Erdoğan’s Coup Against Democracy – the struggle continues.

30 Jun 2018 5 years old
Erdoğan’s Coup Against Democracy – the struggle continues.

Following Sunday’s presidential and parliamentary elections Turkey has moved into a dangerous period of one-man rule, with President Recep Tayyip Erdoğan taking on unprecedented powers as the country shifts from a parliamentary democracy to an executive presidency.

The role of prime minister has been deleted and Erdogan can now appoint ministers, the judiciary and set the budget, removing any checks and balances on his increasingly authoritarian power. More chillingly under the new system Erdoğan can dissolve parliament and rule by decree.

However this was not a fair or democratic election. The campaign was run in a climate of fear and with Turkey under a state of emergency that has been in place since the failed coup attempt of July 2016.

Opposition People’s Democratic Party (HDP) presidential candidate Selahattin Demirtas campaigned from his prison cell where he has been held on trumped-up terrorism charges since November 2016. Thousands of their activists have been jailed and according to the Human Rights Association, 361 were arrested during the campaign.

Meetings were broken up by security forces and at least 17 HDP election rallies were banned. Press freedom is seriously restricted in Turkey. It holds the record for numbers of journalists held in prison and since the sale of the Dogan Media Company, most media outlets are either owned by or support Erdogan. This was reflected by the extensive coverage favourable to Erdogan and the AKP compared to other candidates and parties.

The day of the election saw the arrest of international observers from Germany, France and Italy who were blocked from their work as they were accused of interfering in democratic processes. However there was evidence of fraud with allegations of stuffed ballot boxes in Urfa and Diyarbakir and images were circulated of ballot papers discovered in rubbish bins.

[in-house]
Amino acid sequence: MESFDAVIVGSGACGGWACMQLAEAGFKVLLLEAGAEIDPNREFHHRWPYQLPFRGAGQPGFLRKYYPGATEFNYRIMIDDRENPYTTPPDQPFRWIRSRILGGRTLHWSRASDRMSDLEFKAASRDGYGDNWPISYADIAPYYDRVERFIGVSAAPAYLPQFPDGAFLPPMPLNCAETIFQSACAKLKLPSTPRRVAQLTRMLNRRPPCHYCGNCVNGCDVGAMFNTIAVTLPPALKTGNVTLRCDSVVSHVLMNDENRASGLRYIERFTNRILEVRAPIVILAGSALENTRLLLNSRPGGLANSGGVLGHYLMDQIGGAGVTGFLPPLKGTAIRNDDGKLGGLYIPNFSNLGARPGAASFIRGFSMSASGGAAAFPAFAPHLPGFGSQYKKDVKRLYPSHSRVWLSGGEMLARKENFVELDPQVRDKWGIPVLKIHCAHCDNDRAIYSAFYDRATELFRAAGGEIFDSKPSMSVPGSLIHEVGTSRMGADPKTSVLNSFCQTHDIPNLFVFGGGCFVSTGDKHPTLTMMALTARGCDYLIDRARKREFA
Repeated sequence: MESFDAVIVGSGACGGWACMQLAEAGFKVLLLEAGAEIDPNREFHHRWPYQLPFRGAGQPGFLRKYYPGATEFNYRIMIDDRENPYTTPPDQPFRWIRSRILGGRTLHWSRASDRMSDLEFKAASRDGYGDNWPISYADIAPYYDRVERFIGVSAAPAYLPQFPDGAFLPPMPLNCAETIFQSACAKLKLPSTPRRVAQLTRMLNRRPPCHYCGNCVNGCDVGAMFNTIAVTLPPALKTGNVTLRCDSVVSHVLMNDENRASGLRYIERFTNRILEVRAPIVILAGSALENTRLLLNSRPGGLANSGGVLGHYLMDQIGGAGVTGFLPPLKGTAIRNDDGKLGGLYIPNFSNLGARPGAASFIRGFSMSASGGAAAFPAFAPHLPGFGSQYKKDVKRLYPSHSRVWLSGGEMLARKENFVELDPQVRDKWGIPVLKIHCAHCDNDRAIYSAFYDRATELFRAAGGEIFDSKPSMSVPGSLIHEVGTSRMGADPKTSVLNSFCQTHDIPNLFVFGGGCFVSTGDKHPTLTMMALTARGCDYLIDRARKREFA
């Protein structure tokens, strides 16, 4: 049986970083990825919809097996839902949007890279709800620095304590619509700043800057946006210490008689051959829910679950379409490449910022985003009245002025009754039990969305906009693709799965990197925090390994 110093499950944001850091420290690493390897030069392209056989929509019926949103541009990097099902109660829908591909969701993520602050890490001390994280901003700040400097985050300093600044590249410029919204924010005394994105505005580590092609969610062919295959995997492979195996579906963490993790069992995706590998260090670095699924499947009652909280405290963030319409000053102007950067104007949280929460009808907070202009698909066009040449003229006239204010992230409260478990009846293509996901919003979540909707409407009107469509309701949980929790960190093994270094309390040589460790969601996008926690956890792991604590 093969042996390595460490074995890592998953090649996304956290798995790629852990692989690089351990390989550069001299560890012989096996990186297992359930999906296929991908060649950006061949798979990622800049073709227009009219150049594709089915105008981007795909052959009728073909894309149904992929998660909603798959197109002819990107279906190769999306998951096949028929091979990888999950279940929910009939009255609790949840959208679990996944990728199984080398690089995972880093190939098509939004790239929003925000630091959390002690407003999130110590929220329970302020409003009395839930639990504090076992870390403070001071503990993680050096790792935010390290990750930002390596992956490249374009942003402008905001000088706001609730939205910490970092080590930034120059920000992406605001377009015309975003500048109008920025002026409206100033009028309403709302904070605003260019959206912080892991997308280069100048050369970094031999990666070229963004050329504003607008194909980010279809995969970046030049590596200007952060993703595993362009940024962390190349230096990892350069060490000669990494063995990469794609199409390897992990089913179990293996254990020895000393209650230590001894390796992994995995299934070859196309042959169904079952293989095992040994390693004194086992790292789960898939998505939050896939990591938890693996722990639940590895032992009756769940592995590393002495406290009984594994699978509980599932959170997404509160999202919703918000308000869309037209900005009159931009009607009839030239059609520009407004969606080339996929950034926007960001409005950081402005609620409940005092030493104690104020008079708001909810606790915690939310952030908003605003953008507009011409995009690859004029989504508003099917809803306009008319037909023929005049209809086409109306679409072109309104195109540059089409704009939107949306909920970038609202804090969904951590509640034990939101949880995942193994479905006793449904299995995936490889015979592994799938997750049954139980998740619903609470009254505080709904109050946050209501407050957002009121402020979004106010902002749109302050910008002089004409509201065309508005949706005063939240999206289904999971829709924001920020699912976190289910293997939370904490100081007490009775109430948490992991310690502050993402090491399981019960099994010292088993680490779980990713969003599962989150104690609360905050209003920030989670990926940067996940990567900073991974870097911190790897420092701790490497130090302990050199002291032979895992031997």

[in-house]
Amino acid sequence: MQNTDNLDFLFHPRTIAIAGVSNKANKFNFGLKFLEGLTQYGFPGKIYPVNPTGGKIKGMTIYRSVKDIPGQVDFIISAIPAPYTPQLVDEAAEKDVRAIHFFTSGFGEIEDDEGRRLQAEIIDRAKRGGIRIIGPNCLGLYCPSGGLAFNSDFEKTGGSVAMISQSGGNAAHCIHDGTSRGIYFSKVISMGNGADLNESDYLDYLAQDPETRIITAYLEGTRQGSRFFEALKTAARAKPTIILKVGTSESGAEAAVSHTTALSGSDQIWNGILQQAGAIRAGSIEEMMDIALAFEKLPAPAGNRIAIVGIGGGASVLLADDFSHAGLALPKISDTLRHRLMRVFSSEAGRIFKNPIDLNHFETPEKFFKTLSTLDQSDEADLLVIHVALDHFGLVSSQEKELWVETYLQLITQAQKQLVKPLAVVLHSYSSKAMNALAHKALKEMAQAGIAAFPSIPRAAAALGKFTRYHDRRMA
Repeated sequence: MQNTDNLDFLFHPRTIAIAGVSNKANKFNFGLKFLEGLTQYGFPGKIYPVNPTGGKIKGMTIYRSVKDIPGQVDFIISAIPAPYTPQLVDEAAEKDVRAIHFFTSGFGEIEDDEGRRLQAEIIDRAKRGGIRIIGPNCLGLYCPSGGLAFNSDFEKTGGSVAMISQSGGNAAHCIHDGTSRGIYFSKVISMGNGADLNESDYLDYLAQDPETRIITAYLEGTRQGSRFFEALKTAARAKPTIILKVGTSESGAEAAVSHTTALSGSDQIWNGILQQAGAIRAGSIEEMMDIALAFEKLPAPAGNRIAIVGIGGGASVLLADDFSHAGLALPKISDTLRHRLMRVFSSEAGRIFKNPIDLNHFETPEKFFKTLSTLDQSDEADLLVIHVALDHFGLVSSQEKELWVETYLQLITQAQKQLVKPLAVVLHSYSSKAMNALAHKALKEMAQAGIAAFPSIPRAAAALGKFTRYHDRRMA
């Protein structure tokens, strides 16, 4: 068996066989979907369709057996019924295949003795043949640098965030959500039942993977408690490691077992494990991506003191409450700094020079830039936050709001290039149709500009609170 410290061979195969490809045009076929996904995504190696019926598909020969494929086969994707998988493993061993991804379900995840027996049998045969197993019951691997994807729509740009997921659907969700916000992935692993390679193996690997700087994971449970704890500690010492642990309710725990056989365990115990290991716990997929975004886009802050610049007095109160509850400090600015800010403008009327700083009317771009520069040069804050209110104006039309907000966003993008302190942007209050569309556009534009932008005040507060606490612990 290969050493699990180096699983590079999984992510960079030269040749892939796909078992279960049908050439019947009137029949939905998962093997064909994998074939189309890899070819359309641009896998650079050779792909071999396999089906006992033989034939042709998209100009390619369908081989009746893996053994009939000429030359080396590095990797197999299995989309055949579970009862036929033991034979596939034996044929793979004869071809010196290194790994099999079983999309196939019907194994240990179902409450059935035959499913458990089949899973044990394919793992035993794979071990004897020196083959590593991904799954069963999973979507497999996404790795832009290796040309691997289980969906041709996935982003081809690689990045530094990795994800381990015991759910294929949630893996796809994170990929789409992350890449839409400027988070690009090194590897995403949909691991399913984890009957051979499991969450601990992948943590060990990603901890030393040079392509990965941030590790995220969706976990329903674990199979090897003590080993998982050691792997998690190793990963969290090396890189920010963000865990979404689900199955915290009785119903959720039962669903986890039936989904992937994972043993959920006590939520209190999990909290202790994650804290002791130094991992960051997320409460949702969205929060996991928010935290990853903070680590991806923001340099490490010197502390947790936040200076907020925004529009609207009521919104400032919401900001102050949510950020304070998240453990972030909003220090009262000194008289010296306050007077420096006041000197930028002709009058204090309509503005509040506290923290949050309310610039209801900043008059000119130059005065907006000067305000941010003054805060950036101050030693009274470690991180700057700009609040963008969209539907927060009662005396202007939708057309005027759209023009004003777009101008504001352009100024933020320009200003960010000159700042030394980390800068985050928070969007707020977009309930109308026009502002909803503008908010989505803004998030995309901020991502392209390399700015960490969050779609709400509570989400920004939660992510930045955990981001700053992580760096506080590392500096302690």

Voters were blocked from polling stations in Van province where soldiers were in the booths watching as people cast their votes under the barrel of a gun. 144,000 votes were affected by the decision to consolidate voting stations, with many people forced to travel for miles to cast their vote.

However despite this the results were poor for Erdoğan and showed a drop in support with the AKP losing more than 2 million votes in the east and west of Turkey. It was only because his ultra-nationalist allies the MHP made an agreement not to stand a candidate in the presidential race and entered a parliamentary coalition that he maintained his grip on power. The HDP achieved a stunning result as they smashed through the 10 percent barrier designed to keep them out of parliament winning 68 MPs and taking the third largest share of the vote.

But Turkey is about to enter a deep economic crisis, largely of Erdogan’s making. The lira remains unstable and with a looming recession Erdogan is likely to push through public spending cuts and go cap in hand to the IMF for a loan.

The election was not won or lost on one day. This was the culmination of a long-planned coup against democracy. Erdogan has been aided and abetted in his coup against the people of Turkey by the European Union, Nato and the west. They have continued to offer Erdogan political and military support while making occasional timid criticism over human rights.

But the last thing they want to see is a free and democratic Turkey which would be counter to imperialist interests in Syria, Iran, Iraq. Turkey also acts as a bulwark against their new foe, Russia, from which it is separated by the Black Sea.

In Britain we can support our brothers and sisters in Turkey by building a strong labour movement in this country, forging links with progressive forces struggling against the Erdogan regime.

We stand on the side of freedom and democracy and call on all those who support our aims to join us.

Solidarity with the People of Turkey

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